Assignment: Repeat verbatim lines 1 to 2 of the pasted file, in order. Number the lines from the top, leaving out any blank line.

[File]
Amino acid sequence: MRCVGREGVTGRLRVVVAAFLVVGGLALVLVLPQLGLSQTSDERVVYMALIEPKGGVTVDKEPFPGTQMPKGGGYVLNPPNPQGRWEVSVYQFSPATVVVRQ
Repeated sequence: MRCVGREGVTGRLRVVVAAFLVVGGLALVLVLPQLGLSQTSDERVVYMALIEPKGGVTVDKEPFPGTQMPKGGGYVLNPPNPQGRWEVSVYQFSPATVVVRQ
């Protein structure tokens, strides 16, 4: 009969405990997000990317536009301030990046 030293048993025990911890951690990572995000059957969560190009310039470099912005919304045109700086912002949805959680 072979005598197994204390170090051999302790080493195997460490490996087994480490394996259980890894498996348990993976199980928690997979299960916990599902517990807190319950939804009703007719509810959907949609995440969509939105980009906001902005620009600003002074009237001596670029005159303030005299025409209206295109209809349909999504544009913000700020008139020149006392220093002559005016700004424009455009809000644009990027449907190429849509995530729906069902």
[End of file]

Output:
Amino acid sequence: MRCVGREGVTGRLRVVVAAFLVVGGLALVLVLPQLGLSQTSDERVVYMALIEPKGGVTVDKEPFPGTQMPKGGGYVLNPPNPQGRWEVSVYQFSPATVVVRQ
Repeated sequence: MRCVGREGVTGRLRVVVAAFLVVGGLALVLVLPQLGLSQTSDERVVYMALIEPKGGVTVDKEPFPGTQMPKGGGYVLNPPNPQGRWEVSVYQFSPATVVVRQ